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Hero Worship Is Bad

It should be ob­vious to an­yo­ne that taking the wor­ds of an­yo­ne, in­clu­ding so­meo­ne you like (or even spe­cia­lly so­meo­ne you like) wi­thout skep­ti­cism is a dan­ge­rous pa­th. For exam­ple, you may like Gandhi's phi­lo­so­phy of no­n-­vio­len­ce, or ad­mi­re him for whate­ver rea­so­n.

That is hard­ly an ex­cu­se to take an­y­thing he said as wor­th mu­ch, spe­cia­lly when it's about sub­jec­ts he had ab­so­lu­te­ly no idea abou­t, be­cau­se he had a ten­den­cy to be ab­so­lu­te­ly su­re he knew eve­r­y­thing about eve­r­y­thing.

For exam­ple, did you know he wro­te a book about heal­th? He­re's a quo­te from it:

One ques­tion whi­ch I ha­ve asked myself again and agai­n, in the cour­se of wri­ting this book, is why I of all per­sons should wri­te it. Is the­re any jus­ti­fi­ca­tion at all for one like me, who am no doc­to­r, and who­se kno­w­le­dge of the ma­tters dealt wi­th in the­se pa­ges must be ne­ce­ssa­ri­ly im­per­fec­t, attemp­ting to wri­te a book of this kin­d?

My de­fen­ce is this. The “s­cien­ce” of me­di­ci­ne is itself ba­sed upon im­per­fect kno­w­le­dge, most of it being me­re qua­cke­r­y. But this book, at any ra­te, has been promp­ted by the pu­rest of mo­ti­ve­s. The attempt is he­re ma­de not so mu­ch to show how to cu­re di­sea­ses as to point out the means of pre­ven­ting the­m. And a li­ttle re­flec­tion wi­ll show that the pre­ven­tion of di­sea­se is a com­pa­ra­ti­ve­ly sim­ple ma­tte­r, not re­qui­ring mu­ch spe­cia­list kno­w­le­dge, al­thou­gh it is by no means an ea­sy thing to put the­se prin­ci­ples in­to prac­ti­ce. Our ob­ject has been to show the uni­ty of ori­gin and treat­ment of all di­sea­ses, so that all peo­ple may learn to treat their di­sea­ses the­msel­ves when they do ari­se, as they often do, in spi­te of great ca­re in the ob­ser­van­ce of the laws of heal­th.

Do you no­ti­ce the bait and swi­tch? He kno­ws li­ttle about the ma­tte­r, but he wi­ll wri­te the book an­yway be­cau­se it's rea­lly about the sim­ple sub­ject of di­sea­se pre­ven­tio­n. But rea­ding it "a­ll peo­ple may learn how to treat di­sea­ses the­msel­ve­s". And not just a few di­sea­ses but all di­sea­ses. That pa­ra­gra­ph reeks of fal­se mo­des­ty and sim­ple dis­ho­nes­ty.

But he­y, did you know that he could cu­re the pla­gue?

I ha­ve tried this sin­gle treat­ment [a mud poul­ti­ce] for all va­rie­ties from sim­ple fe­ver up to Bu­bo­nic Pla­gue, wi­th in­va­ria­bly sa­tis­fac­to­ry re­sul­ts.

Of cour­se, in the next sen­ten­ce it sa­ys:

In 1904, the­re was a se­ve­re ou­tbreak of pla­gue among the In­dians in Sou­th Afri­ca. It was so se­ve­re tha­t, out of 23 per­sons that we­re affec­te­d, as many as 21 died wi­thin the spa­ce of 24 hour­s; and of the re­mai­ning two, who we­re re­mo­ved to the hos­pi­ta­l, on­ly one sur­vi­ve­d, and that one was the man to whom was applied the mu­d-­poul­ti­ce.

I won­der what is a re­sult le­ss than sa­tis­fac­to­r­y.

The­re are ob­vious mi­sun­ders­tan­dings of ba­sic fac­ts, su­ch as how res­pi­ra­tion wo­rks [1] what the sto­ma­ch does [2] and even how many bo­nes the­re are in a hu­man ches­t, and the­re are, of cour­se, things that are just weird:

Co­coa is fu­lly as har­m­ful as co­ffee, and it con­tains a poi­son whi­ch dea­dens the per­cep­tions of the ski­n.

Even ha­bi­tual co­ffee-­dri­nkers wi­ll be una­ble to per­cei­ve any di­ffe­ren­ce in tas­te be­tween co­ffee and this subs­ti­tu­te. Good and we­ll-­si­fted wheat is put in­to a fr­yin­g-­pan over the fi­re and we­ll frie­d, un­til it has tur­ned com­ple­te­ly re­d, and be­gun to grow da­rk in co­lou­r. Then it is po­w­de­red just like co­ffee. A spoon of the po­w­der is then put in­to a cu­p, and boi­ling wa­ter pou­red on to it. Pre­fe­ra­bly keep the thing over the fi­re for a mi­nu­te, and add mi­lk and su­ga­r, if ne­ce­ssar­y, and you get a de­li­cious dri­nk, whi­ch is mu­ch chea­per and heal­thier than co­ffee. Tho­se who want to save the­msel­ves the trou­ble of pre­pa­ring this po­w­der may get their su­pply from the Satya­gra­ha As­h­ra­m, Ah­me­da­ba­d.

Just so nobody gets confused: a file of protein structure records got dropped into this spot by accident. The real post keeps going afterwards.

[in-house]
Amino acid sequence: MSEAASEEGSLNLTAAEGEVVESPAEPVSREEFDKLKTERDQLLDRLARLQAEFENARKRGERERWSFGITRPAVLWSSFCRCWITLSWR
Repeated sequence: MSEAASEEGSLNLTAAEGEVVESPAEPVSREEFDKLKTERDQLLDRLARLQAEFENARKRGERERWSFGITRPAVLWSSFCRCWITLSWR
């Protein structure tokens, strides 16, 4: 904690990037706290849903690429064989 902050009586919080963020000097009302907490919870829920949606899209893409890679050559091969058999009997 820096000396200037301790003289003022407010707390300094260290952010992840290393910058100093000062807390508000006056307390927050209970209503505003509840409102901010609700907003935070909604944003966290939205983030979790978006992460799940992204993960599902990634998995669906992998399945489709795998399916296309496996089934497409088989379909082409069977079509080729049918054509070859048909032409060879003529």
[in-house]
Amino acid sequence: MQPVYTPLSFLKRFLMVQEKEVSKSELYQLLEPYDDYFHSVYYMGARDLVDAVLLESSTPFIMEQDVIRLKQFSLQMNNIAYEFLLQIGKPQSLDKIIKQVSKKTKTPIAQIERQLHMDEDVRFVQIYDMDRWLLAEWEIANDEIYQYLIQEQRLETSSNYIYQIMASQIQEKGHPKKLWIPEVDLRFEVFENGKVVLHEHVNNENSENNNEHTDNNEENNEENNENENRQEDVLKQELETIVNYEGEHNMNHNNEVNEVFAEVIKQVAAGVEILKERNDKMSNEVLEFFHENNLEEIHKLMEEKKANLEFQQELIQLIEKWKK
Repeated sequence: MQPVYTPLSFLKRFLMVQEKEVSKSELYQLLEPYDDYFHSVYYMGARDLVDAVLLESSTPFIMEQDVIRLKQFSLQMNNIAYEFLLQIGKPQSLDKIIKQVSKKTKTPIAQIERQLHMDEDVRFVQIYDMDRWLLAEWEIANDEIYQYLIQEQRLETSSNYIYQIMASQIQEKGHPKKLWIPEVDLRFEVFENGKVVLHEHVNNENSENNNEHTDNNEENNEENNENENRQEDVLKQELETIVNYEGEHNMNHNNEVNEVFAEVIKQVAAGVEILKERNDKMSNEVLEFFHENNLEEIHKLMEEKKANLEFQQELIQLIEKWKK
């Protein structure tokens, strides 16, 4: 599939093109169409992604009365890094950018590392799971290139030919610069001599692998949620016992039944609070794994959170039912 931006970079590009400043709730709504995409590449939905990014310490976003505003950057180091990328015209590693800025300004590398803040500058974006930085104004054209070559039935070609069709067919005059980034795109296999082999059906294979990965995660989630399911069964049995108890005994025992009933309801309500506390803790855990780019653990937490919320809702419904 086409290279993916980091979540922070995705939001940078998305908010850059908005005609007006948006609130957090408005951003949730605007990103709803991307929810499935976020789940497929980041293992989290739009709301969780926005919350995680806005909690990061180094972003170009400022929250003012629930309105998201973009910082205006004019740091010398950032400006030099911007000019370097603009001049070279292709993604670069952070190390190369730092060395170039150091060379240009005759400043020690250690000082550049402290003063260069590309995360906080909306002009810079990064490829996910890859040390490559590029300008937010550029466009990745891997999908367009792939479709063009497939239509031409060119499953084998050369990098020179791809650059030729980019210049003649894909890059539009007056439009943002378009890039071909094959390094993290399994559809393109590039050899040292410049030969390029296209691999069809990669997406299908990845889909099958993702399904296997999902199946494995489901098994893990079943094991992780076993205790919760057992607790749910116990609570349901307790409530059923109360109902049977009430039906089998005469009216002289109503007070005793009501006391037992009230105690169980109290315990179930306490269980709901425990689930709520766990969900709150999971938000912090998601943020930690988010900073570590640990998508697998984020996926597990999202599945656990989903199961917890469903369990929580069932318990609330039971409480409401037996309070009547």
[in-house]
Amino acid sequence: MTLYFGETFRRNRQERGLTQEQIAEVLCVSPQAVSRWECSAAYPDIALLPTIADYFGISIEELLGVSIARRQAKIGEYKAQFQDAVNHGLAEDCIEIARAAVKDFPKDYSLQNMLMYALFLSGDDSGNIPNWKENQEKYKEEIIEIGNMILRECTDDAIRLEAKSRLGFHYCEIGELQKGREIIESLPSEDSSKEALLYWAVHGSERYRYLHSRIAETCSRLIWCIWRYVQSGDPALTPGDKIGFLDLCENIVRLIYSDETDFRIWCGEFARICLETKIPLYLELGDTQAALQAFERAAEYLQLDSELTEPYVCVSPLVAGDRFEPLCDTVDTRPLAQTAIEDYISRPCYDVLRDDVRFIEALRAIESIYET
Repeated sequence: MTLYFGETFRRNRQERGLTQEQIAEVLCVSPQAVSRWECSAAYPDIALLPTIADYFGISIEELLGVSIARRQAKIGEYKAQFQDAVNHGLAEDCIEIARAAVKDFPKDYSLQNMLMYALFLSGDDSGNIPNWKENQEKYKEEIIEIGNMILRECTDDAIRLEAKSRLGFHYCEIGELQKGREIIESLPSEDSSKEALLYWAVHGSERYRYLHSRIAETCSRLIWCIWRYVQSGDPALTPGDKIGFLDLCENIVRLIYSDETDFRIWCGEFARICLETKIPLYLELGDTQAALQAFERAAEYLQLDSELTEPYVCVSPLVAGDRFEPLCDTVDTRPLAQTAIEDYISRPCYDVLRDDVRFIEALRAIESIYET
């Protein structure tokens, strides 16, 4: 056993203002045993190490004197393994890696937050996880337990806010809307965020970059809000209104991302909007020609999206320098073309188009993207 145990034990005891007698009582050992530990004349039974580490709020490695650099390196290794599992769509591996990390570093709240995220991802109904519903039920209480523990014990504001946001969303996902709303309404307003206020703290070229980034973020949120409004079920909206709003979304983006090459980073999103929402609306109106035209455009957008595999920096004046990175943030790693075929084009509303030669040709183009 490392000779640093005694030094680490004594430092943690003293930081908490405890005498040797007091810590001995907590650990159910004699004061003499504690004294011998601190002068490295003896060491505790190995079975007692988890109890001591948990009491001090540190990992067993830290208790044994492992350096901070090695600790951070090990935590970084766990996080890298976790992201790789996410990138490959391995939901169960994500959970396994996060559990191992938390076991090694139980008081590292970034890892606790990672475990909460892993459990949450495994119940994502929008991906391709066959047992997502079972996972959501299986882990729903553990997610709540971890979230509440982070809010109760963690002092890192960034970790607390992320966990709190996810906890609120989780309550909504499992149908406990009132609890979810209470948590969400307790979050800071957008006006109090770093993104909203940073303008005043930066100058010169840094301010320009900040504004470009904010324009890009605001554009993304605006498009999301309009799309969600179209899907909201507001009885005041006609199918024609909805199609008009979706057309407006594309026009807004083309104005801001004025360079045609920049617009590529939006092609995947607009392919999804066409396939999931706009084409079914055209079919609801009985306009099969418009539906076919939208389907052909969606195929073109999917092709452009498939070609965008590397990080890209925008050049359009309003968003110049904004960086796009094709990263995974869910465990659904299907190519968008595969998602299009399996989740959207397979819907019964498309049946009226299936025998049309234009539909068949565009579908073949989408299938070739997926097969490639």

The first cla­ss, whi­ch is the lar­ges­t, con­sis­ts of tho­se who, whe­ther by pre­fe­ren­ce or out of ne­ce­s­si­ty, li­ve on an ex­clu­si­ve ve­ge­ta­ble die­t. Un­der this di­vi­sion co­me the best part of In­dia, a lar­ge por­tion of Eu­ro­pe, and Chi­na and Ja­pan. The sta­ple diet of the Ita­lians is ma­ca­ro­ni, of the Irish po­ta­to, of the Sco­tch oat­mea­l, and of the Chi­ne­se and Ja­pa­ne­se ri­ce. [3]

Wheat is the best of all the ce­real­s. Man can li­ve on wheat alo­ne, for in it we ha­ve in due pro­por­tion all the ele­men­ts of nu­tri­tio­n. Many kin­ds of edi­bles can be ma­de of whea­t, and they can all be ea­si­ly di­ges­te­d. [4] [...] man can re­tain his stren­gth by li­ving on me­re wheat boi­led in wa­te­r.

And fi­na­ll­y, the­re are the bi­ts whi­ch are not just wron­g, but al­so ab­so­lu­te­ly fu­cking dan­ge­rous.

Did you know he sa­ys sma­ll­pox is not con­ta­gious, and is rea­lly a di­ges­ti­ve tract con­di­tio­n?

[S­ma­ll­po­x] is cau­s­e­d, just like other di­sea­ses, by the blood ge­tting im­pu­re owing to so­me di­sor­der of the bo­wel­s; and the poi­son that ac­cu­mu­la­tes in the sys­tem is ex­pe­lled in the form of sma­ll-­po­x. If this view is co­rrec­t, then the­re is ab­so­lu­te­ly no need to be afraid of sma­ll-­po­x. If it we­re rea­lly a con­ta­gious di­sea­se, eve­r­yo­ne should ca­tch it by me­re­ly tou­ching the pa­tien­t; but this is not alwa­ys the ca­se. [...] This has gi­ven ri­se to the su­pers­ti­tion that it is a con­ta­gious di­sea­se, and hen­ce to the attempt to mis­lead the peo­ple in­to the be­lief that vac­ci­na­tion is an effec­ti­ve means of pre­ven­ting it.

Oh, vac­ci­na­tio­n! You see, this book was pu­blis­hed in 1921. By 1921, sma­ll­pox was al­ready di­sappea­ring in Eu­ro­pe be­cau­se vac­cio­na­tion wo­rked. And sma­ll­pox vac­ci­na­tion had wo­rked for de­ca­des. He ei­ther knew no­thing about how effec­ti­ve it wa­s, or did not ca­re.

I thi­nk the pro­blem he­re is, un­sur­pri­sin­gl­y, that to so­meo­ne wi­th Gandhi's ba­ck­ground vac­ci­na­tion was evil and just could­n't be ac­cep­ted as so­me­thing po­si­ti­ve.

Vac­ci­na­tion is a bar­ba­rous prac­ti­ce, and it is one of the most fa­tal of all the de­lu­sions cu­rrent in our ti­me, not to be found even among the so­-­ca­lled sava­ge ra­ces of the worl­d.


Mo­reo­ve­r, vac­ci­na­tion is a ve­ry dir­ty pro­ce­ss, for the se­rum whi­ch is in­tro­du­ced in­to the hu­man body in­clu­des not on­ly that of the co­w, but al­so of the ac­tual sma­ll-­pox pa­tien­t. An ave­ra­ge man would even vo­mit at the me­re si­ght of this stu­ff. If the hand ha­ppens to tou­ch it, it is alwa­ys was­hed wi­th soa­p. The me­re su­gges­tion of tas­ting it fi­lls us wi­th in­dig­na­tion and dis­gus­t. But how few of tho­se who get the­msel­ves vac­ci­nated rea­li­se that they are in effect ea­ting this fil­thy stu­ff!